As soon as people lived long enough to need to unlearn things, discussions about the need must have arisen. 'Unlearning' came to be held in high regard by some people, at least. 

Daoism is a tradition with a prominent focus on 'seeing things as they are.' Living in perfect harmony with the universe is the stated goal. In order to live in harmony, one needs to understand the world and accept it for what it is, not as what one wants it to be. Sometimes this view on living has made for good scientific observations. Long ago in China, Daoists became prominent scientists. Daoism always had a more mystical side to its philosophy, too, as expressed by the term 'ziran,' which means freeing oneself from obstructing biases and acting in a spontaneous, natural fashion, without effort. 

Stoic philosophies were lost to western traditions for centuries after Stoicism was banned. When the religion was popular, though, it used multiple terms to address 'unlearning' concepts. The Stoics valued ataraxia, the trait of not being disturbed by the external world, and apatheia, the peace one achieves by giving up the passions of life. Stoicism also recognizes pathos, which refers to emotions resulting from mistaken judgments. Giving up mistaken judgments is a vital step in the Stoic concept of becoming an ideal person.

Buddhism promotes the practice of vipassana. The term refers to seeing things as they really are and it has its own, dedicated style of meditation. The meditation may have drifted from its term a bit and from its implied unlearning of bad assumptions (although I don't have first-hand experience with it). Nevertheless, the term vipassana reflects the importance of the 'unlearning' skill and a long tradition of honing it.

Zen Buddhism, in a slightly separate tradition, expands the 'unlearning' concept as far as 'unasking' a question. By unasking, a Zen practitioner indicates that the question, regardless of its answer, is not a productive one - the answer cannot give any useful insight. 


Some ways of letting go of cognitive biases are simple.

One way is to envision a different bias. It goes like this: if you are convinced people are stingy then, for a while, convince yourself that people are generous. Observe, inside yourself and in your worldly circumstances, how the change in your approach changes the world. If you normally think of yourself as short, regard yourself as tall. If you often think your neighbors are fussy, think of them as careful, hence their beautiful yard, fence, or mailbox. Put your different view into your actions. 

The important thing is to be at least a little bit in control of your biases. Of course, envisioning a different bias in order to loosen the hold of a deeper, more ingrained one is just the mental or spiritual equivalent of warming up. 

Another powerful method of re-learning is increasing your ability to focus. With practice, some people get very good at this underrated skill. Likewise, you can train yourself to observe without judgement. To start, it's as simple as questioning the part of you making those judgments and asking, perhaps, "what did I really witness?" In many professions, possessing sharp observation skills is essential. (Think of an air traffic controller or a detective without them.) In others professions, the skill goes unrecognized even though it conveys a significant benefit. (Imagine the results when nurses or doctors increase their powers of observation.)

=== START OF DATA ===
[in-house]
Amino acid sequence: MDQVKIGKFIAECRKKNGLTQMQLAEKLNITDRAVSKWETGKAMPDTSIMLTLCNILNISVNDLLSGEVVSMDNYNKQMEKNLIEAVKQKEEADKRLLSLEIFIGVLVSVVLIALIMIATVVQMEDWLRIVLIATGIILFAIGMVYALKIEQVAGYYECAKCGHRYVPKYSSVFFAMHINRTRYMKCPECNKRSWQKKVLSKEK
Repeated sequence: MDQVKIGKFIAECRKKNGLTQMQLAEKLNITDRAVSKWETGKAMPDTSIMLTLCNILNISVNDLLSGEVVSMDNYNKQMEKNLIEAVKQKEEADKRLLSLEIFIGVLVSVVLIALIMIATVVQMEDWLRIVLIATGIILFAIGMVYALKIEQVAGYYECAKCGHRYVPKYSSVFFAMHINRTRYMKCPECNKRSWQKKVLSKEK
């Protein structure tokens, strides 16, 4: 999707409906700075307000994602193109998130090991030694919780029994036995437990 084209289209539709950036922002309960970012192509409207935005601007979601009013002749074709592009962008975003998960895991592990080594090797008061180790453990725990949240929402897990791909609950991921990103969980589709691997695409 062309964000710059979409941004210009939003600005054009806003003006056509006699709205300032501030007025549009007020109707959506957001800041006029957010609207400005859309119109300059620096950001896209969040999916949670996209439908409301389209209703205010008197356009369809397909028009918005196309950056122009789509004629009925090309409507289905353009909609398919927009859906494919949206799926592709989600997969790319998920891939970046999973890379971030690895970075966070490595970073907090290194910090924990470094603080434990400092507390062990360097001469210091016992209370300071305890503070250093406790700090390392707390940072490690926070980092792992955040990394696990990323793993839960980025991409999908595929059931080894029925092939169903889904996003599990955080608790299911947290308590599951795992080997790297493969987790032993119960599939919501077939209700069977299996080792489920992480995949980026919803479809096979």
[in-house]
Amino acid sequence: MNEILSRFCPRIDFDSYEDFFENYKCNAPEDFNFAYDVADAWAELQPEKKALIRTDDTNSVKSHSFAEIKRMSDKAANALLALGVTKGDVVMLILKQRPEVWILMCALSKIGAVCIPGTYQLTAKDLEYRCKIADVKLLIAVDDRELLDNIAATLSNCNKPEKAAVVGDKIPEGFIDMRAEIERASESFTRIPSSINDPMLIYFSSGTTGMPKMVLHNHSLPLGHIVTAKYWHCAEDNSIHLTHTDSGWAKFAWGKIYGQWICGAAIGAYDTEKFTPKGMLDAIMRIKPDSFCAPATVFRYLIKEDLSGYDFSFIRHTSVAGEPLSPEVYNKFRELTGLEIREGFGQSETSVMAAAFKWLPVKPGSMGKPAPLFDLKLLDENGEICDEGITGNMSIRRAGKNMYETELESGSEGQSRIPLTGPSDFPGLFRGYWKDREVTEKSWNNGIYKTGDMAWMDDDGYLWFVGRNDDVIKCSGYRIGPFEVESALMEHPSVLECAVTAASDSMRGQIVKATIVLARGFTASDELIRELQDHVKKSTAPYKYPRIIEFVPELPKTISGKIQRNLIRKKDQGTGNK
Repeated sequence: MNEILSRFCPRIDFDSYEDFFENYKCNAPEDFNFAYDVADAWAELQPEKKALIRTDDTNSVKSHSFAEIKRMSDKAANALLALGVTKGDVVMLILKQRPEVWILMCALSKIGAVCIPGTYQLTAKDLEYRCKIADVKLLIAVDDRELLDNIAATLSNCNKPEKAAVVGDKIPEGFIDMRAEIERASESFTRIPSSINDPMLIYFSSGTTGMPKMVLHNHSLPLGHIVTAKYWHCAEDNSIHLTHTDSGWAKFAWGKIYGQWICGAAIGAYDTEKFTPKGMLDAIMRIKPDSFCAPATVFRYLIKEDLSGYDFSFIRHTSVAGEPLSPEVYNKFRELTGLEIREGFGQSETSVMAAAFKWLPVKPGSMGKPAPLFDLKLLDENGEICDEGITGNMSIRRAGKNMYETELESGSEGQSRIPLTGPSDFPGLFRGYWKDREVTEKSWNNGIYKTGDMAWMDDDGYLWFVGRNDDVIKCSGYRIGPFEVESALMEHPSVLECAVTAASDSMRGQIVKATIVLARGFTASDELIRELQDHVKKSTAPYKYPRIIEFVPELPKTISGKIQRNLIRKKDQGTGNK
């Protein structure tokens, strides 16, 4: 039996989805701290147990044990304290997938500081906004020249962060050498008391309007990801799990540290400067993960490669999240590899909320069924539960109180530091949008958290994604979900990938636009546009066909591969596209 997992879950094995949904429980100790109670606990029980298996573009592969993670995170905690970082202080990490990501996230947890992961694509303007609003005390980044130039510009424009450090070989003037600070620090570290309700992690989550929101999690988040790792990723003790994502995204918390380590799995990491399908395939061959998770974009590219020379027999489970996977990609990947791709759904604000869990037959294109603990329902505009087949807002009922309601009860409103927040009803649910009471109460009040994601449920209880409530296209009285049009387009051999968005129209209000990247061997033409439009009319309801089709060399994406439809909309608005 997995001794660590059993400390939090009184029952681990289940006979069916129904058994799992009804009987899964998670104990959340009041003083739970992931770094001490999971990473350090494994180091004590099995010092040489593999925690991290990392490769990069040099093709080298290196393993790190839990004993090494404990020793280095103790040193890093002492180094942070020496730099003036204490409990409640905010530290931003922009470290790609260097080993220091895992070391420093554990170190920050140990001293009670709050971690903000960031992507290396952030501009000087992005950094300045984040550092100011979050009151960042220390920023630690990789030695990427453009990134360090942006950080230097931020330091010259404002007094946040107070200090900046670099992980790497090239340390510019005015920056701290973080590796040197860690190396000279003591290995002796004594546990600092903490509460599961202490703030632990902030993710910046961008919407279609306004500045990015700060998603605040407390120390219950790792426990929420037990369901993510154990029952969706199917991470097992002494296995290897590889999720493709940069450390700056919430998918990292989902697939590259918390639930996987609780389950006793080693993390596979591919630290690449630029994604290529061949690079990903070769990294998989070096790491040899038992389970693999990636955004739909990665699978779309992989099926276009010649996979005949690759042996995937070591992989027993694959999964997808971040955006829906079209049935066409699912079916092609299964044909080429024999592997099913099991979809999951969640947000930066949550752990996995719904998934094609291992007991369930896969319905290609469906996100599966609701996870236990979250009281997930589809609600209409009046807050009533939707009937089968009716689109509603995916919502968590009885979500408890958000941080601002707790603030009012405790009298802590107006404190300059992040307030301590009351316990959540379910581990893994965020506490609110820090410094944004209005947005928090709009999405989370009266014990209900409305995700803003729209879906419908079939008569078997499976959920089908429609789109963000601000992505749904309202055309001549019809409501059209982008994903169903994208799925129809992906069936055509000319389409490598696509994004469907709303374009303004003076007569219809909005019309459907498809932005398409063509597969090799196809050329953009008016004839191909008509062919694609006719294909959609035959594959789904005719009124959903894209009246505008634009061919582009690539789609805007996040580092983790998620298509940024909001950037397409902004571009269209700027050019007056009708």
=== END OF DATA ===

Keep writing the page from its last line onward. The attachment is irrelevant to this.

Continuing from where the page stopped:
There are essays and books on these strategies but personally I find that another good way is to relax and deliberately lose focus. Let observations occur naturally. Maybe, as you regard those observations, you'll let those slip away, too. 

Any approach to improve un-learning or re-learning skills is valid to try. Because we all need to improve. The reason why 'seeing things as they are' is an esteemed practice in Daoism, Stoicism, and Buddhism is that clear outward sight and clear insight are related. And they are both a bit too rare. One of the reasons people have a hard time noticing things and understanding them, of course, is that people are attached to their theories.

Sunday, May 19, 2024

Not Even Not Zen 354: Poem - True Love, the Scam

While I was sitting at a wedding, listening to the vows, I started writing new vows in my head. A few whispered words from my wife made me decide on a particular poet. I tried to write for myself in that style. So for me, the ceremony was entertaining but I ended up with this confusing set of vows in my head.

I hope someday, someone will get married to this. 

True Love, the Scam

Would you take this spouse to bed?
Will you take this ring to wed? 

It might seem selfish, could be dumb
But I've liked my lonely freedom.

Would you be the lock and key? 
Stay together and still be free? 

If somehow I could be free
I would keep the lock with me.

Would you love their long pea coat? 
Would you love them in a boat? 

Boats may cause me to be sick.
Coats are itchy and too thick. 

Would you together make a house?
Can you, can you, be a spouse?
Will you shout a love primeval?
Would you dare a love illegal?

Well, if you give, to me, the ring
I think I'll dare most anything.

For damn, I am.
Damn, I Am.
In love.

Yes, I love you here and there. 
I will love you everywhere.

I will love you in a box.
I will love you. You’re a fox.
I swear my love upon a star.
I will love you near and far.

Say, I have fallen for the scam.
I am in love, damn me, I am. 
And I will love your long pea coat.
And I will love you in a boat.
And I will kiss you in the rain.
And in the dark. And on a plane.
And in the car. And in a tree.
Your kisses are so good, you see!

Yes! The box unlocks
And we'll be free
And I will love you more, you'll see.
Holding hands till we go gray
We'll increase our love each day.
I can love this stupid house.
I can be, with you, a spouse.
Yes, I love you here and there.
I will love you everywhere.

I do so like
this true love scam.
Damn it,
Damn it,
Damn, I am.
In love.

-- Eric Gallagher, 2024 (at Megan's wedding to Nate)

Sunday, May 12, 2024

Not Even Not Zen 353: Biomythography - Note 93: Strange Bedfellows, Part V

Strange Bedfellows, Part V